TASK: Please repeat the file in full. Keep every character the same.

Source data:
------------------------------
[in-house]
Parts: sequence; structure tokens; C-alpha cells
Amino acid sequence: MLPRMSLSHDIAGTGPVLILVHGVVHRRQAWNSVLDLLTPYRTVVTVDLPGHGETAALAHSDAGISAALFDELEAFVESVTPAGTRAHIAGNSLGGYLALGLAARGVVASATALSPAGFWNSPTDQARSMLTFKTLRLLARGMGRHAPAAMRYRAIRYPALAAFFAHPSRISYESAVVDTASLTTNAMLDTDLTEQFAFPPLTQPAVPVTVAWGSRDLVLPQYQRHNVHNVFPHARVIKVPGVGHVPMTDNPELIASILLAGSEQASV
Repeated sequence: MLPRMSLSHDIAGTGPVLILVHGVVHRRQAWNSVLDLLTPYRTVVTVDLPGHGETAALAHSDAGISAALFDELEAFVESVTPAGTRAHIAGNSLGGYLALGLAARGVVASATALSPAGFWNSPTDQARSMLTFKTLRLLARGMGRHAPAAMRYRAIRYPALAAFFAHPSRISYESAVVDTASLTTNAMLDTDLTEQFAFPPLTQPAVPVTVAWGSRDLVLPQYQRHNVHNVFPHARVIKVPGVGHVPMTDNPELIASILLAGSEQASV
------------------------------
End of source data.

[in-house]
Parts: sequence; structure tokens; C-alpha cells
Amino acid sequence: MLPRMSLSHDIAGTGPVLILVHGVVHRRQAWNSVLDLLTPYRTVVTVDLPGHGETAALAHSDAGISAALFDELEAFVESVTPAGTRAHIAGNSLGGYLALGLAARGVVASATALSPAGFWNSPTDQARSMLTFKTLRLLARGMGRHAPAAMRYRAIRYPALAAFFAHPSRISYESAVVDTASLTTNAMLDTDLTEQFAFPPLTQPAVPVTVAWGSRDLVLPQYQRHNVHNVFPHARVIKVPGVGHVPMTDNPELIASILLAGSEQASV
Repeated sequence: MLPRMSLSHDIAGTGPVLILVHGVVHRRQAWNSVLDLLTPYRTVVTVDLPGHGETAALAHSDAGISAALFDELEAFVESVTPAGTRAHIAGNSLGGYLALGLAARGVVASATALSPAGFWNSPTDQARSMLTFKTLRLLARGMGRHAPAAMRYRAIRYPALAAFFAHPSRISYESAVVDTASLTTNAMLDTDLTEQFAFPPLTQPAVPVTVAWGSRDLVLPQYQRHNVHNVFPHARVIKVPGVGHVPMTDNPELIASILLAGSEQASV